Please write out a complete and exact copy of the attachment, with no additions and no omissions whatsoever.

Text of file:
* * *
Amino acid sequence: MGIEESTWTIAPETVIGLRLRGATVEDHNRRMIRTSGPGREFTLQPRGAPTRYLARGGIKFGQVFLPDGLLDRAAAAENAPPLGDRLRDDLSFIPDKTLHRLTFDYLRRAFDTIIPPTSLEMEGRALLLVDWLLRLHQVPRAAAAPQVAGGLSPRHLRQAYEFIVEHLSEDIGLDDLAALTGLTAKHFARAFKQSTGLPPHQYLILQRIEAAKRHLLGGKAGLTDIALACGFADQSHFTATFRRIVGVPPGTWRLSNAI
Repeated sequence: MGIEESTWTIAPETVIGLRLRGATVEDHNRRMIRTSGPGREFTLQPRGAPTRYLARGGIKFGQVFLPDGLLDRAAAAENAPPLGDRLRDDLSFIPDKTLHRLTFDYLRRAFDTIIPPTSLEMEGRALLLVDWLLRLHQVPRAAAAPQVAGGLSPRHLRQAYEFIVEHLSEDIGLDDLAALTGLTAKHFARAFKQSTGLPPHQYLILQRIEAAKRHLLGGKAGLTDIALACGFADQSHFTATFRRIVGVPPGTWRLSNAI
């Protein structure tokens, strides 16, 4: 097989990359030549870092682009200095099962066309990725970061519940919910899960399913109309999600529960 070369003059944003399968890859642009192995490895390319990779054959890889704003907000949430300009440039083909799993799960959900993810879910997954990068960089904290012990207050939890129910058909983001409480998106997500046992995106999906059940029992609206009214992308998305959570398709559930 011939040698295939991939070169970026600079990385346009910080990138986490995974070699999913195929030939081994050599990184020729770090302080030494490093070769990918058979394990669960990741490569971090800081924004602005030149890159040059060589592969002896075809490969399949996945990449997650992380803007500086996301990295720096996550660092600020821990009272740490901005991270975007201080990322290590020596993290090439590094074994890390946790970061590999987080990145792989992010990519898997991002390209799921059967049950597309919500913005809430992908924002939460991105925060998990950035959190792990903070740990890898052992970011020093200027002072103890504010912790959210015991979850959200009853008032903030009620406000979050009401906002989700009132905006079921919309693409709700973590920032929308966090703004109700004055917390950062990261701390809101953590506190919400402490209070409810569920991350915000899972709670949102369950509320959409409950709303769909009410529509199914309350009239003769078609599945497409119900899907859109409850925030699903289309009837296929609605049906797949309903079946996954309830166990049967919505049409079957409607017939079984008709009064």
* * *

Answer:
Amino acid sequence: MGIEESTWTIAPETVIGLRLRGATVEDHNRRMIRTSGPGREFTLQPRGAPTRYLARGGIKFGQVFLPDGLLDRAAAAENAPPLGDRLRDDLSFIPDKTLHRLTFDYLRRAFDTIIPPTSLEMEGRALLLVDWLLRLHQVPRAAAAPQVAGGLSPRHLRQAYEFIVEHLSEDIGLDDLAALTGLTAKHFARAFKQSTGLPPHQYLILQRIEAAKRHLLGGKAGLTDIALACGFADQSHFTATFRRIVGVPPGTWRLSNAI
Repeated sequence: MGIEESTWTIAPETVIGLRLRGATVEDHNRRMIRTSGPGREFTLQPRGAPTRYLARGGIKFGQVFLPDGLLDRAAAAENAPPLGDRLRDDLSFIPDKTLHRLTFDYLRRAFDTIIPPTSLEMEGRALLLVDWLLRLHQVPRAAAAPQVAGGLSPRHLRQAYEFIVEHLSEDIGLDDLAALTGLTAKHFARAFKQSTGLPPHQYLILQRIEAAKRHLLGGKAGLTDIALACGFADQSHFTATFRRIVGVPPGTWRLSNAI
């Protein structure tokens, strides 16, 4: 097989990359030549870092682009200095099962066309990725970061519940919910899960399913109309999600529960 070369003059944003399968890859642009192995490895390319990779054959890889704003907000949430300009440039083909799993799960959900993810879910997954990068960089904290012990207050939890129910058909983001409480998106997500046992995106999906059940029992609206009214992308998305959570398709559930 011939040698295939991939070169970026600079990385346009910080990138986490995974070699999913195929030939081994050599990184020729770090302080030494490093070769990918058979394990669960990741490569971090800081924004602005030149890159040059060589592969002896075809490969399949996945990449997650992380803007500086996301990295720096996550660092600020821990009272740490901005991270975007201080990322290590020596993290090439590094074994890390946790970061590999987080990145792989992010990519898997991002390209799921059967049950597309919500913005809430992908924002939460991105925060998990950035959190792990903070740990890898052992970011020093200027002072103890504010912790959210015991979850959200009853008032903030009620406000979050009401906002989700009132905006079921919309693409709700973590920032929308966090703004109700004055917390950062990261701390809101953590506190919400402490209070409810569920991350915000899972709670949102369950509320959409409950709303769909009410529509199914309350009239003769078609599945497409119900899907859109409850925030699903289309009837296929609605049906797949309903079946996954309830166990049967919505049409079957409607017939079984008709009064």